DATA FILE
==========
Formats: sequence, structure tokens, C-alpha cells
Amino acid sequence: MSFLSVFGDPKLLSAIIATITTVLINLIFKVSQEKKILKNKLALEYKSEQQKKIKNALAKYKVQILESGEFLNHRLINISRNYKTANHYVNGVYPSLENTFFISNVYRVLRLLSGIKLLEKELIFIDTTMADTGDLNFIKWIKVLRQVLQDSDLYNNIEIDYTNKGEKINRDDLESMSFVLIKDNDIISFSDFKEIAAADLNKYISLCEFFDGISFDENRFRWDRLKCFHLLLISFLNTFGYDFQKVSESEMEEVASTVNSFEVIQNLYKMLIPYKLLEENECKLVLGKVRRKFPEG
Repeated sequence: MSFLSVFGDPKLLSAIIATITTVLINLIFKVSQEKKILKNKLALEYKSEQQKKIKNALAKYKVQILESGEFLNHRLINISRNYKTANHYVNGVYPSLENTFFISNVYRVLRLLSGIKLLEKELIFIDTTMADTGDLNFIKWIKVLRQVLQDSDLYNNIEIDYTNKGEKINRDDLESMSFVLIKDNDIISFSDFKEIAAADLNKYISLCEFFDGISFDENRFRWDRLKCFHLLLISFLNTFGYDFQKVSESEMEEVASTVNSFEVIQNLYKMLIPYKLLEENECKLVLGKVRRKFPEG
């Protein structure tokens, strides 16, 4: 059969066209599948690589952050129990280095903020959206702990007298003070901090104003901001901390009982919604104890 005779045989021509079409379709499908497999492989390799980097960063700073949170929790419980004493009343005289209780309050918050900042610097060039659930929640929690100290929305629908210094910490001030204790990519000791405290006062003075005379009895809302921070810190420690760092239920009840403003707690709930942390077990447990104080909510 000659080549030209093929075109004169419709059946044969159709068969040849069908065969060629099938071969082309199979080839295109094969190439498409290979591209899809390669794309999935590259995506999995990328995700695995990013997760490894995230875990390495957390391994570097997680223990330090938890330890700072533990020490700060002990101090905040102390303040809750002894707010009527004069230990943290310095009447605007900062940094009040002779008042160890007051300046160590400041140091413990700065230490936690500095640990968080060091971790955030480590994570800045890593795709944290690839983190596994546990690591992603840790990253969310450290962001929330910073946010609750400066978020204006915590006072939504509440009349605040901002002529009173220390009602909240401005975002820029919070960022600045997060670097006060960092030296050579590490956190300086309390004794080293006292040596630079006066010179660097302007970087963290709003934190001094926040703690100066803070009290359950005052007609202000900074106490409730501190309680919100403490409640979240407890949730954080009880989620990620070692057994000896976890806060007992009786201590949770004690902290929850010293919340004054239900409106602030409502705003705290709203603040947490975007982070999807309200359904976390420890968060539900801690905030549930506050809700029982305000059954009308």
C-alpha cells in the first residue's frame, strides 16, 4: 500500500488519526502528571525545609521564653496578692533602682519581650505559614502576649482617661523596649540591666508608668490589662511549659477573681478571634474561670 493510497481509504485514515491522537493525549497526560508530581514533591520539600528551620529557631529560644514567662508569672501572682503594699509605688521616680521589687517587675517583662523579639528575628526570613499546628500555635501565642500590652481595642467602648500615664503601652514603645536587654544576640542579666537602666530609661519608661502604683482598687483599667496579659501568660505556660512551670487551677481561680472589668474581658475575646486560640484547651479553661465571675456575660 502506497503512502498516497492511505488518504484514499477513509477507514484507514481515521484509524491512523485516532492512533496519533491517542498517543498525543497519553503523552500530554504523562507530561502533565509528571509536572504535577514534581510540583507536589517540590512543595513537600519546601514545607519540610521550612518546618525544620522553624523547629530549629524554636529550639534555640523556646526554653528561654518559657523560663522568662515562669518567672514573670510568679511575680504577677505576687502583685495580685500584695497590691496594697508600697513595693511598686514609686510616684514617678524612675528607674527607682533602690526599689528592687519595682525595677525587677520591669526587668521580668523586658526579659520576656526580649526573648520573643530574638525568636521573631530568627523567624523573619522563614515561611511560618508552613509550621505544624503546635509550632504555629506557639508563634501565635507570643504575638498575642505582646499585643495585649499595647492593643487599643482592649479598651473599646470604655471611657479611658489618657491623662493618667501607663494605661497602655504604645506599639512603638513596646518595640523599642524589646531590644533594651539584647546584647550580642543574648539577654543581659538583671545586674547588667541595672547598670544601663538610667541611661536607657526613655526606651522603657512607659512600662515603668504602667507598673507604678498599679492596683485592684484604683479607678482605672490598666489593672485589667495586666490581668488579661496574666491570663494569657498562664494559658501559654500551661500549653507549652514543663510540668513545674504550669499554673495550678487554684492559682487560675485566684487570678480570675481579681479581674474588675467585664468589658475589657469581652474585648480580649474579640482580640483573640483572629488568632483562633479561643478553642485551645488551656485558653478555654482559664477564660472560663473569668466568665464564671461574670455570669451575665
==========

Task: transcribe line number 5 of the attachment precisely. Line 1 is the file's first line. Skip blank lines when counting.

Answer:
C-alpha cells in the first residue's frame, strides 16, 4: 500500500488519526502528571525545609521564653496578692533602682519581650505559614502576649482617661523596649540591666508608668490589662511549659477573681478571634474561670 493510497481509504485514515491522537493525549497526560508530581514533591520539600528551620529557631529560644514567662508569672501572682503594699509605688521616680521589687517587675517583662523579639528575628526570613499546628500555635501565642500590652481595642467602648500615664503601652514603645536587654544576640542579666537602666530609661519608661502604683482598687483599667496579659501568660505556660512551670487551677481561680472589668474581658475575646486560640484547651479553661465571675456575660 502506497503512502498516497492511505488518504484514499477513509477507514484507514481515521484509524491512523485516532492512533496519533491517542498517543498525543497519553503523552500530554504523562507530561502533565509528571509536572504535577514534581510540583507536589517540590512543595513537600519546601514545607519540610521550612518546618525544620522553624523547629530549629524554636529550639534555640523556646526554653528561654518559657523560663522568662515562669518567672514573670510568679511575680504577677505576687502583685495580685500584695497590691496594697508600697513595693511598686514609686510616684514617678524612675528607674527607682533602690526599689528592687519595682525595677525587677520591669526587668521580668523586658526579659520576656526580649526573648520573643530574638525568636521573631530568627523567624523573619522563614515561611511560618508552613509550621505544624503546635509550632504555629506557639508563634501565635507570643504575638498575642505582646499585643495585649499595647492593643487599643482592649479598651473599646470604655471611657479611658489618657491623662493618667501607663494605661497602655504604645506599639512603638513596646518595640523599642524589646531590644533594651539584647546584647550580642543574648539577654543581659538583671545586674547588667541595672547598670544601663538610667541611661536607657526613655526606651522603657512607659512600662515603668504602667507598673507604678498599679492596683485592684484604683479607678482605672490598666489593672485589667495586666490581668488579661496574666491570663494569657498562664494559658501559654500551661500549653507549652514543663510540668513545674504550669499554673495550678487554684492559682487560675485566684487570678480570675481579681479581674474588675467585664468589658475589657469581652474585648480580649474579640482580640483573640483572629488568632483562633479561643478553642485551645488551656485558653478555654482559664477564660472560663473569668466568665464564671461574670455570669451575665